America’s economic health continues to be marginal. While the Obama administration suggests the worst is behind us and mentions signs of economic progress, unemployment remains high and businesses continue to close. How can we tell if we are at the bottom of the economic decline? And what should we expect over the next 12 months?
There’s a famous metaphor where several observers glimpse a passing circus parade through knotholes in a wooden fence. Each sees something different: one observer sees an elephant, while another sees a clown. That’s the way Americans experience this recession. A laid-off GM worker or Citicorp employee views the economy differently than does a retired UC professor.
Because the 2009 U.S. economy feels like the aftermath of a horrendous auto accident, a more apt analogy is the medical triage process. Recession casualties are being sorted according to degree of urgency and the most grievous wounds are being attended to first.
When he became president, Barack Obama found the economy flat on its back, hemorrhaging from multiple lacerations. Five months later, these lesions have been bandaged and the bleeding has stopped. Nonetheless, there were severe internal injuries and the United States requires further medical attention.
The financial industry suffered a head wound and went into intensive care. Fortunately, its condition stabilized and some central nervous system functions have reappeared; there’s not the fear of a total meltdown that many expected after the collapse of Lehman brothers. No other major financial institutions have failed although several—AIG, Bank of America, Citicorp, and Wells Fargo—needed massive federal transfusions to survive. While there are positive vital signs—the LIBOR rate is down and many banks offer attractive refinance terms—commercial lending remains weak.
Many banks labor with huge inventories of bad residential and commercial loans. As a result the real estate market is mixed. On the one hand, sales of previously owned homes are up. On the other hand, foreclosure rates are high, as are the total number of mortgage delinquencies.
The economy is contracting. Because of the real estate mortgage crisis the finance and construction sectors of the economy are diminishing. With the exception of the Federal government, much of American industry is on bed rest. Reduced capital investment has decreased demand for goods and services and, therefore, for the workers that provide them.
While the economy continues to receive transfusions and its medical prognosis is unclear, Americans are hopeful. Consumer confidence has increased and Obama continues to have strong support. Some of this optimism is warranted, as most economists believe the recession is at or near the bottom. Nonetheless, there’s not agreement about what actions to take next and whether the “patient” will recover rapidly or instead stay in the hospital for a series of medical procedures.
Recent recessions have been relatively short-lived because Americans kept spending. That’s not the case in 2009. The public is in shock and, as a result, Americans are holding onto their money. Only federal spending is growing. As stimulus-funded public works programs kick in—for example, for new high-speed rail initiatives—they will create jobs and spur investment.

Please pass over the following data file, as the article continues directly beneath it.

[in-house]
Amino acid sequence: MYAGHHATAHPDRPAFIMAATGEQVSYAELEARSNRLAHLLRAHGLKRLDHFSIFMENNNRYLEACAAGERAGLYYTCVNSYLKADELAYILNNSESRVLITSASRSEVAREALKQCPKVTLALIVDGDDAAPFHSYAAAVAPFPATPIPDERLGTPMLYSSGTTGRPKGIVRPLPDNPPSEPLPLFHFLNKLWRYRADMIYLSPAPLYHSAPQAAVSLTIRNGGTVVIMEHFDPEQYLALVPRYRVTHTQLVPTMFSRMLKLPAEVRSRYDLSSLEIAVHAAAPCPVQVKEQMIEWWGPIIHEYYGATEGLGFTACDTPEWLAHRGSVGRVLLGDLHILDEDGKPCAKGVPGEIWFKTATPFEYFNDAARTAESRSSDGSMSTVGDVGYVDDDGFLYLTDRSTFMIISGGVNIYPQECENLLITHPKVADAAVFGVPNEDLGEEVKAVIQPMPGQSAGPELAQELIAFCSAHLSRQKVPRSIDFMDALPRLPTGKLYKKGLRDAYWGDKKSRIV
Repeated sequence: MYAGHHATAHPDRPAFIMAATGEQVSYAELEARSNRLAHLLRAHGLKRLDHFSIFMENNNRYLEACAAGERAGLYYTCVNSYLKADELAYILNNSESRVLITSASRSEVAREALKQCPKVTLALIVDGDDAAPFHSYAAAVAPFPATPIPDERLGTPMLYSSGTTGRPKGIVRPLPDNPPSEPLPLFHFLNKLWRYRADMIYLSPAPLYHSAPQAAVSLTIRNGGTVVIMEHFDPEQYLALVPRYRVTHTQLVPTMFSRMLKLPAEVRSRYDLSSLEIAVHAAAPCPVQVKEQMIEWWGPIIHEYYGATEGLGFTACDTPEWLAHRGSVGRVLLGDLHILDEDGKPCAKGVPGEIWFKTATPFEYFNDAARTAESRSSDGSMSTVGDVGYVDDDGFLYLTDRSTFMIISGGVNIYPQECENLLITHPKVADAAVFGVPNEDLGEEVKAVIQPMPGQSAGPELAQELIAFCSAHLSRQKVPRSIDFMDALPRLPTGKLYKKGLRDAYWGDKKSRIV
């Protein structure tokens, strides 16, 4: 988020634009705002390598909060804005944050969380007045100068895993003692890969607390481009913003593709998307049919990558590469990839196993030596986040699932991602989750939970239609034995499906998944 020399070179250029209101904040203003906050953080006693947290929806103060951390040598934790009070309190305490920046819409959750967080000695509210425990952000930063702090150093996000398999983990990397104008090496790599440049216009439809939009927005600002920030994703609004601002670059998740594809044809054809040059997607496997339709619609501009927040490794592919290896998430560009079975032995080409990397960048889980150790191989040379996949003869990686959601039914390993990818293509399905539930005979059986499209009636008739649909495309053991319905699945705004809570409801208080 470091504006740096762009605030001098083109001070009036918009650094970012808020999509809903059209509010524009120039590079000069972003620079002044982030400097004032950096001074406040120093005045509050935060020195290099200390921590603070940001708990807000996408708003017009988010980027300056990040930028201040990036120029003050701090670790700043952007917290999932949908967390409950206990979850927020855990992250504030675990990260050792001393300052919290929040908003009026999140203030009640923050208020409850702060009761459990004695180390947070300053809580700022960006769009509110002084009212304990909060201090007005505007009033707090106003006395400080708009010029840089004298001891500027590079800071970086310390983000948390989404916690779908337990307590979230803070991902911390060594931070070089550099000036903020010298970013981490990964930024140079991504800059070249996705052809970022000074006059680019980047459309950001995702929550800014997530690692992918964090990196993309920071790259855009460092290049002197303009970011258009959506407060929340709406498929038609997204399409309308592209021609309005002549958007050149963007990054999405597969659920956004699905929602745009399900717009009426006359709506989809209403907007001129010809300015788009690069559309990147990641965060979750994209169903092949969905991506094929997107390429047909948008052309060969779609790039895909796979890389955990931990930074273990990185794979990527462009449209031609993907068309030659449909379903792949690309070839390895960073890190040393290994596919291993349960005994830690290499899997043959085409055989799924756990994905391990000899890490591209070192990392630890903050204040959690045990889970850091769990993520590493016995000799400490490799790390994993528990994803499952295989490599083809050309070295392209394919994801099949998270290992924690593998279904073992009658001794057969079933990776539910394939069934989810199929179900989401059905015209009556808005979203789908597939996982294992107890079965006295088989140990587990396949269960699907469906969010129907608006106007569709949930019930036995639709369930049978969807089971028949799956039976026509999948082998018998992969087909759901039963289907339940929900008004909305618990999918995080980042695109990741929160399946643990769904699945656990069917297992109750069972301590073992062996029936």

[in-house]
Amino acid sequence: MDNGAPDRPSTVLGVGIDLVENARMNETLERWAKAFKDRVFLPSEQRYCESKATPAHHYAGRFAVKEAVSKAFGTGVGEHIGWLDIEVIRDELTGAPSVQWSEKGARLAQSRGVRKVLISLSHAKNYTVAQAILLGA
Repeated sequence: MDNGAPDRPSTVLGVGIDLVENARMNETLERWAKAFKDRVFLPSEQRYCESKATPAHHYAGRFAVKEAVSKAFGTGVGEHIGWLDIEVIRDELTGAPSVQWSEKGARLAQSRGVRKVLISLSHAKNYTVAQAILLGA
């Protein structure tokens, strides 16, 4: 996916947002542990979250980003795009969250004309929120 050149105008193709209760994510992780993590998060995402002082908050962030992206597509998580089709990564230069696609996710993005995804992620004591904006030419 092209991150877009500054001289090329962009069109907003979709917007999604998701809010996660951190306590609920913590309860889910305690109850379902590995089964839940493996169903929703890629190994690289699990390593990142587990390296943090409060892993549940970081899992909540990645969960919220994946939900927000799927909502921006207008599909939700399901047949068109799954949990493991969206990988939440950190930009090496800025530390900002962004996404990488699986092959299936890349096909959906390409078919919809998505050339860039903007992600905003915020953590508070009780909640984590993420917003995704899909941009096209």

The state of the economy—severe injuries coupled with post-traumatic-stress disorder—suggests that recovery will be slow. After severe trauma some patients initially get better, then suffer from secondary maladies. For example, surgery patients get staph infections or suffer side effects from the strong medication they are given. In order to fund the stimulus package and bail out financial institutions, the Obama administration has substantially increased the deficit. If this action does not produce a quick economic recovery, it may be counter-productive because interest rates will rise.
Thus, there is a window for the administration’s actions to have optimal impact. Most economist feel the economy must be in positive recovery mode by the end of the year and performing well in mid-2010.
The recovery must have three parts. First, Americans have to increase their demand for goods and services. Second, the United States must take concrete steps to improve its productivity, for example, by reducing healthcare costs and decreasing the costs of goods sold by lowering fuel costs. Finally, there needs to be a new American technical frontier, an area where American entrepreneurs sense opportunity, a sector that generates excitement.
Clean energy technology appears to be the leading candidate for the needed breakthrough. Next year promises to be the year of the electric car, the year where millions of Americans choose to plug in rather than fuel up. And during the next eighteen months billions of dollars will be expended on wind and solar systems and billions more on weatherization and energy management systems.
So far, President Obama has successfully engaged in triage economics, but the patient remains in guarded condition. In the next twelve months, the administration has to get the economy out of the hospital and on the road to a full recovery.
Bob Burnett is a Berkeley writer. He can be reached at email@example.com.